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Americanisms and the BBC

July 14, 2011

This article on Americanisms appeared in the BBC News Magazine yesterday.  I’m not what you’d call a “language expert,” and I probably wouldn’t comment on this article here, except that the author (I can’t find a byline anywhere), Matthew Engel, makes a claim at the beginning that seems both too good to check and like something you could easily check over your morning coffee.  So I decided, since my university library provides access to the OED, to spoil everyone’s fun and check it while drinking my morning coffee.  That claim, if you haven’t read the article yet, is that five words listed at the beginning of the article “were never part of the English language until the establishment of the United States.”

Never?  Well, here’s what I found (all information from the OED, should you want to check).  “Lengthy” does, indeed, seem to be an Americanism; the earliest example the OED gives is from the diary of John Adams in 1759.  We’re off to a good start.

Engel proves to be less reliable (get it?) with the next four, however.  “Reliable” has, in fact, been a part of the English language since the mid-16th century according to the OED, although it seems to have become rare for a few centuries and then made a comeback as an Americanism.  Nonetheless, Engel is technically incorrect; the word predates the establishment of the United States.  “Talented” is, arguably, even older, although its 15th century usage relies on an archaic meaning of “talent.”  Still, the earliest examples of the modern sense are all British, and one, with a similar but slightly different sense, is from the early 17th century.  “Influential,” again, predates the United States.  The earliest example the OED gives is from an Anglican sermon in the mid-17th century, although this is in the sense of being influential on something.  The first use in the sense of “an influential person” is from the early 18th century, and, of course, by a British man.  “Tremendous,” in the sense of something awful, also dates back to the early 17th century, and the OED examples for this use are British.  The hyperbolic sense that we use it in now is later – early 19th century – but the earliest usages are, somewhat predictably, British.  I guess one out of five isn’t too bad.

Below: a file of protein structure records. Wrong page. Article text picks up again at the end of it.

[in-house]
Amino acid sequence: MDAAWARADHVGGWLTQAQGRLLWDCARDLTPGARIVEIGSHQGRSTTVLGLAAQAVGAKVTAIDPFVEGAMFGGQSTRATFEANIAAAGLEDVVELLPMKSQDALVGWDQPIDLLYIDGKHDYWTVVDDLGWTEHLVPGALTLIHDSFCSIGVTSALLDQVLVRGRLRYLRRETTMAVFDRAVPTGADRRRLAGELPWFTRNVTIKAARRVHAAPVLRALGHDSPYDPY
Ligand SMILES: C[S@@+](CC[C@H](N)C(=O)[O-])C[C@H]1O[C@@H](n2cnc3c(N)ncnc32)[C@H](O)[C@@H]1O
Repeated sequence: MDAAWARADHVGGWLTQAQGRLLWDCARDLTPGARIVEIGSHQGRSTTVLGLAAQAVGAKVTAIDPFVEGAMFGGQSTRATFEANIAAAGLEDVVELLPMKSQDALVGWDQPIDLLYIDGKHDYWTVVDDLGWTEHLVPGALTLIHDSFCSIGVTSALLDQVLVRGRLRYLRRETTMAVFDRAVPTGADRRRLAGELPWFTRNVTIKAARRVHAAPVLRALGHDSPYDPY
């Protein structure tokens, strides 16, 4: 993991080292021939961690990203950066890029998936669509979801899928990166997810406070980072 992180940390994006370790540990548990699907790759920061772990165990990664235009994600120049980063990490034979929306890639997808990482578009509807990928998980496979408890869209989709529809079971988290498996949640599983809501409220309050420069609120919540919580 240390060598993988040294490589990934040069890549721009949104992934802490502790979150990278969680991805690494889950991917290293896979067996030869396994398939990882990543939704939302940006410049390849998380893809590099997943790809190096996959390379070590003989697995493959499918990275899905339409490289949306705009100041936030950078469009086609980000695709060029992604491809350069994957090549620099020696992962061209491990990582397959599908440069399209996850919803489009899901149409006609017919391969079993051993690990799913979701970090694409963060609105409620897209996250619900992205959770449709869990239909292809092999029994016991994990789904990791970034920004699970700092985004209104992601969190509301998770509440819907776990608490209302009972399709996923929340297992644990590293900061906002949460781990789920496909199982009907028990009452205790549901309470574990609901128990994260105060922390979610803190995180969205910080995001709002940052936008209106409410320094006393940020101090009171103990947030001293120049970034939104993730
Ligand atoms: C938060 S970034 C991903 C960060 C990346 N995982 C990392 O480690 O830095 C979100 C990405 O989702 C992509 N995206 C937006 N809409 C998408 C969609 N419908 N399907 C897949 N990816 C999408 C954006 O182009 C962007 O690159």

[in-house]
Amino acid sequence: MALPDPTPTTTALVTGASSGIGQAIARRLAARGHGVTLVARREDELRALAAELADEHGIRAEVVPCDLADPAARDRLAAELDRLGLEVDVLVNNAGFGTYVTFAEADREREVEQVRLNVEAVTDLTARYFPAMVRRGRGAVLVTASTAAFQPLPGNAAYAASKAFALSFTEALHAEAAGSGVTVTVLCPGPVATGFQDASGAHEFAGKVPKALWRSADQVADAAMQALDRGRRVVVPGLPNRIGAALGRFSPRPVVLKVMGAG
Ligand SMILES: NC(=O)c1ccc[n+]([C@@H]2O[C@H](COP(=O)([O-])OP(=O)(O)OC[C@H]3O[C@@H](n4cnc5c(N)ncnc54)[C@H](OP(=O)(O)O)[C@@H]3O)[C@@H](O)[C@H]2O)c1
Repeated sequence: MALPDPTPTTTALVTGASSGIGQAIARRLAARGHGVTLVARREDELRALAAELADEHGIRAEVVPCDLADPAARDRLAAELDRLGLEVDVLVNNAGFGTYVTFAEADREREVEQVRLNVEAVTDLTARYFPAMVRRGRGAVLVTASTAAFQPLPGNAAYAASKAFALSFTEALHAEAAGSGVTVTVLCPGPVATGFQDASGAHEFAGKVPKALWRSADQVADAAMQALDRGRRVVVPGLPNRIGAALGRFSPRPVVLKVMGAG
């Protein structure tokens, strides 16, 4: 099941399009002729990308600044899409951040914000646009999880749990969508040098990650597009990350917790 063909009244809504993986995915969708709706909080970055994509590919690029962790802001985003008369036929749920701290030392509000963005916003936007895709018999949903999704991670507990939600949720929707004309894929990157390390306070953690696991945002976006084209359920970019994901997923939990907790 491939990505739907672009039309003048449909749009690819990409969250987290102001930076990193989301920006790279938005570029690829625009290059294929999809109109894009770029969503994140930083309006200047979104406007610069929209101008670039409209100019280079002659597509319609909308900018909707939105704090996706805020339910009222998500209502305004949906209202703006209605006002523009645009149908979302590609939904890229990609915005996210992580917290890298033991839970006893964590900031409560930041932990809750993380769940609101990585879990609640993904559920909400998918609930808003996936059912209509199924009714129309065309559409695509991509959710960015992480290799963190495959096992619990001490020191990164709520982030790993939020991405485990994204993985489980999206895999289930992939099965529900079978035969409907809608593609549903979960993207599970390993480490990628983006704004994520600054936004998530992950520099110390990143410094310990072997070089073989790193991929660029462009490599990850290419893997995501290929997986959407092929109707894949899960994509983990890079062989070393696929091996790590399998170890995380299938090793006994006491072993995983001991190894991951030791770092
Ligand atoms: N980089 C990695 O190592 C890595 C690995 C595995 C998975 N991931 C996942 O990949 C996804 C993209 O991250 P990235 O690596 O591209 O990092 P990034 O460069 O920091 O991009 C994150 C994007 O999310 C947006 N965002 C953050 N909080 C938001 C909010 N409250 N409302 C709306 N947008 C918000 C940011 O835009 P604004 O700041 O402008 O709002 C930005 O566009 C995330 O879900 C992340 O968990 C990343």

Engel fares a little better with the rest of the words in the article, although there are still quite a few that don’t meet the initial claim.  I’m also a little skeptical of the statement at the end of the article that modern British English is the “original version” of the language, though.  Do the British still use thorn and wynn when we Americans aren’t looking?

Edit (07/16/2011):  Looks like Mark Liberman, who actually is a language expert, covered this piece this morning over at Language Log, complete with an explanation of why it doesn’t really matter whether or not the claims Engel makes are actually true.

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